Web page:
Telstra finds wholesale chief

Telstra finds wholesale chief

Summary: Telstra announced today that it had appointed a new group managing director to head up its wholesale division.

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Telstra announced today that it had appointed a new group managing director to head up its wholesale division.

Nerida Caesar (Credit: Telstra)

Nerida Caesar, currently executive director, national sales within Telstra's enterprise and government division, has nabbed the position which had previously been held by Kate McKenzie.

It had been necessary to find a replacement for McKenzie after she was appointed to group managing director, strategic marketing last week, filling the whole left by Bill Stewart who announced his departure earlier this month.

Caesar's appointment is affective 30 March. She joined Telstra in 2006 as executive director of customer management teams. Before starting with the telco, Caesar spent 20 years with IBM, rising to become vice president of IBM Asia-Pacific's Intel Server division.

Caesar said she valued wholesale as a role. "Telstra Wholesale is one of the most exciting and issues-rich parts of the company, and I am very excited to have the opportunity to lead the division at an important time in its history," she said in a statement.

Telstra CEO Sol Trujillo voiced his belief that Caesar's current role, where she is responsible for the relationships with Telstra's biggest enterprise and government customers was "perfect preparation" for the wholesale role.

"Nerida's promotion to GMD of Telstra wholesale is a natural progression for someone who has displayed leadership and vision while consistently delivering results in her sales role with Telstra's biggest customers," he said in a statement.

Topics: Telcos, Telstra, IT Employment

Suzanne Tindal

About Suzanne Tindal

Suzanne Tindal cut her teeth at ZDNet.com.au as the site's telecommunications reporter, a role that saw her break some of the biggest stories associated with the National Broadband Network process. She then turned her attention to all matters in government and corporate ICT circles. Now she's taking on the whole gamut as news editor for the site.

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Talkback

8 comments
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  • Wholesale or Splitsale?

    Any appointments made by the outgoing C.E.O should be watched with great care. His incompetency and destruction of Australia's largest telecommunications company may see this appointment to be a very short stint as mounting speculation rides that the federal government will deem the company under Mr McGauchie and Mr Trujillo's leadership as a failed private venture which in turn will see heaver protected government regulation and control that will serve in the best interests of the shareholders, staff and customers. Oh, what a win-win that would be for everybody. Fingers crossed.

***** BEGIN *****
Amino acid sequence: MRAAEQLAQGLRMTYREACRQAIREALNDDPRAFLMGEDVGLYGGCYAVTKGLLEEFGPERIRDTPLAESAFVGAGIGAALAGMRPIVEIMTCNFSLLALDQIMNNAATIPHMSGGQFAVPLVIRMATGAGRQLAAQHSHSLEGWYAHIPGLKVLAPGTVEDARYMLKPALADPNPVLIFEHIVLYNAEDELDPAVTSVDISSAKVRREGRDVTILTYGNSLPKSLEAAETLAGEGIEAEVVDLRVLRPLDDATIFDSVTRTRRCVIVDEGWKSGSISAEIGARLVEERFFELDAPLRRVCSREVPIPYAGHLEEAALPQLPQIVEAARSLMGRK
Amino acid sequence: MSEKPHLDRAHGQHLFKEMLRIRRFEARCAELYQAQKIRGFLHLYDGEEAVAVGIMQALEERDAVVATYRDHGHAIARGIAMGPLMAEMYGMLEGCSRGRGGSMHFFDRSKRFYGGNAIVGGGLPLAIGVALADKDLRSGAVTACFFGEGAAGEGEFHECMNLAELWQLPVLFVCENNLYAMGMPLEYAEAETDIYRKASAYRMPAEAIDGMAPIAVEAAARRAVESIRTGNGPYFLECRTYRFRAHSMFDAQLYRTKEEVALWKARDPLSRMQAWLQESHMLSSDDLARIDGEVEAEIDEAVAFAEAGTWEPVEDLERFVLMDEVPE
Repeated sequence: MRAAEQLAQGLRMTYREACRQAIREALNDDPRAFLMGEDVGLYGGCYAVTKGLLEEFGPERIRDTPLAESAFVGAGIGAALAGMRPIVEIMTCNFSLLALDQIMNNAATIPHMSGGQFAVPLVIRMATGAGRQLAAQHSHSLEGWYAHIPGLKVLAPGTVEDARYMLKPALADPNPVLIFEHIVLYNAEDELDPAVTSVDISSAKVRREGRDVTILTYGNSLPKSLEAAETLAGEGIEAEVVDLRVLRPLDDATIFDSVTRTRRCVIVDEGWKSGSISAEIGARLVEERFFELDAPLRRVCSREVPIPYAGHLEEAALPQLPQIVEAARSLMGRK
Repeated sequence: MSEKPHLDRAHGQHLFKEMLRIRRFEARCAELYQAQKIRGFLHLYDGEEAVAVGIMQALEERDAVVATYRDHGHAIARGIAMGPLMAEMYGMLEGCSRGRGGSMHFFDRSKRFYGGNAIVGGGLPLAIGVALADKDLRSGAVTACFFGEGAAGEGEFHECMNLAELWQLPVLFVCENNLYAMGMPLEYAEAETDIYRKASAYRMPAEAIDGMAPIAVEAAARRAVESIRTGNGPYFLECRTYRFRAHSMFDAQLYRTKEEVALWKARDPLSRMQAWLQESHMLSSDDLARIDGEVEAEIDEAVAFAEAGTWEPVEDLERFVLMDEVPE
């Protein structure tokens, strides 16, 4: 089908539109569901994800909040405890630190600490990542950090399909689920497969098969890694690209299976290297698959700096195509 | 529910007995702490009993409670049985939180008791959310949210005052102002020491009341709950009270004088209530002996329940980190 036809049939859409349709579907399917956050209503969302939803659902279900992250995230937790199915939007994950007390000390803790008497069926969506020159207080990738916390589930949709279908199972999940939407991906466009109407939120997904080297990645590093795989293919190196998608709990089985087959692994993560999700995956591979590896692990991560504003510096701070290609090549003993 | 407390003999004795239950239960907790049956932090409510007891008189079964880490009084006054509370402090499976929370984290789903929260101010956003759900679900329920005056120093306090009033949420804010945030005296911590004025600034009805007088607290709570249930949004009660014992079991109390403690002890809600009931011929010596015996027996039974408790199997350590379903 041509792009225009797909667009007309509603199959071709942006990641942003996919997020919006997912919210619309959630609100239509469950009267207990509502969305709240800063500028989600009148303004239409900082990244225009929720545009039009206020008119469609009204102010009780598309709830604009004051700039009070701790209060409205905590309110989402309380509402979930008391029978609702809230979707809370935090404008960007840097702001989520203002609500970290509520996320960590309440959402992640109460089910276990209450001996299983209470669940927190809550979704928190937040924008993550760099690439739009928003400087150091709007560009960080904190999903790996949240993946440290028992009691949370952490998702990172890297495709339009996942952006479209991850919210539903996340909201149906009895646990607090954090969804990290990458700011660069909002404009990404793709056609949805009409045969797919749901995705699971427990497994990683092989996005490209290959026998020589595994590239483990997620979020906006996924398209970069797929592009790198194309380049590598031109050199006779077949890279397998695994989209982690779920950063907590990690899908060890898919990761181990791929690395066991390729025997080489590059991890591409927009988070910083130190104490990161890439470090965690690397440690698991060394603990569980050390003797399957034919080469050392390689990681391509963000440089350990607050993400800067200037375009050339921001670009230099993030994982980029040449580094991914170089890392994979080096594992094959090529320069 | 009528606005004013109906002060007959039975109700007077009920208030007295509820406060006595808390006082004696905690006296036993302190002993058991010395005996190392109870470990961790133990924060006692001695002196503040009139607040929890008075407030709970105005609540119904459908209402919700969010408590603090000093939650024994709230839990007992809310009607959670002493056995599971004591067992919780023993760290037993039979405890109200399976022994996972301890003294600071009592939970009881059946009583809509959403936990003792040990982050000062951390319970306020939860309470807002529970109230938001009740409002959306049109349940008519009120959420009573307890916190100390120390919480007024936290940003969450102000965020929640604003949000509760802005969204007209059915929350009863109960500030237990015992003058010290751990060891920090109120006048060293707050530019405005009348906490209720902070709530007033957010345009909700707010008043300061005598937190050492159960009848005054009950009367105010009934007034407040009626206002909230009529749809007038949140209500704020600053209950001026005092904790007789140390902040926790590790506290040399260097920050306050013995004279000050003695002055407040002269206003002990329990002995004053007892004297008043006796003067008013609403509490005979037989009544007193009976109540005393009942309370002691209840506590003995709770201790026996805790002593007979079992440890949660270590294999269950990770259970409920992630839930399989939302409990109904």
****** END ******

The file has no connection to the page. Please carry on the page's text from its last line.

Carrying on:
anonymous
  • FIGHT UNTO THE END. Death or Liberty.

    Actually, regardless of what happens Telstra's executive will be applauded for resisting the moves by others that are trying to drive Telstra to destruction at the expense of the shareholders that paid for the assets of Telstra from the govt. Those sly subversive forces who act SOLELY FOR THEIR OWN INTEREST. very very far from the pretense that is the consumer benefit. It is already obviously immoral and should be criminal what Telstra shareholders have had to endure considering they have not made a profit on their shares for 10 years of ownership.
    anonymous
  • Wholesale/splitsale

    The only immoral action I can see was the sale of Telstra without structural separation of the then, existing infrastructure. Providing a monopoly to a private company was immoral and bad public policy. The greedy, self-serving monopolists (Telstra shareholders) who sought to take advantage of this appalling decision deserve all they get!
    anonymous
  • Re Wholesale/splitsale

    If you have super, you are probably one of these greedy, self-serving monopolists yourself, and yes, you do deserve all you do or do not get.
    anonymous
  • FIGHT UNTO THE END. Death or Liberty.

    I wonder how the Telstra bashers would feel, if the tax paying shareholders, who bought in after the previous Government sold them heavily on the idea of buying into Telstra in the first place, were able to recoup some of their losses from the Government of today. (An example would have to be this Government's guaranteed bank funds, would it not ?)
    anonymous
  • Re Wholesale/splitsale

    You are spot on there, but I'm sure the person you answered would not understand that. Fair dinkum, the input from most of these anti Telstra sods are unbelievable. (It's like, why should Telstra have shareholders that are simply looking for a reasonable return on their investment - how dare they !) And yet if the banks or some overseas owned companies make huge profits, it is not a problem. It certainly has me beat.
    anonymous
  • Splitsale/wholesale

    Ahhh, Death or Liberty; you have made a bad investment decision if you didn't understand the politics of the sale of state monopolies in a regulated (competition policy anyone?) market. As I said, it was bad public policy that appealed to those who sought to take advantage of a monopoly. The financial crisis and it's consequences is another matter altogether. By the way, Telstra do some good stuff but they also deserve a bit of bashing.
    anonymous
  • Splitsale/wholesale

    Two bad investment decisions actually. One was to have trust in the Howard Government, and the other was to have trust in the Rudd Government. Anything Government owned, or part Government owned is a no-no, where investment is involved, as you never know which bureaucrat might at times be pulling the purse strings, or having an effect on the outcome !
    anonymous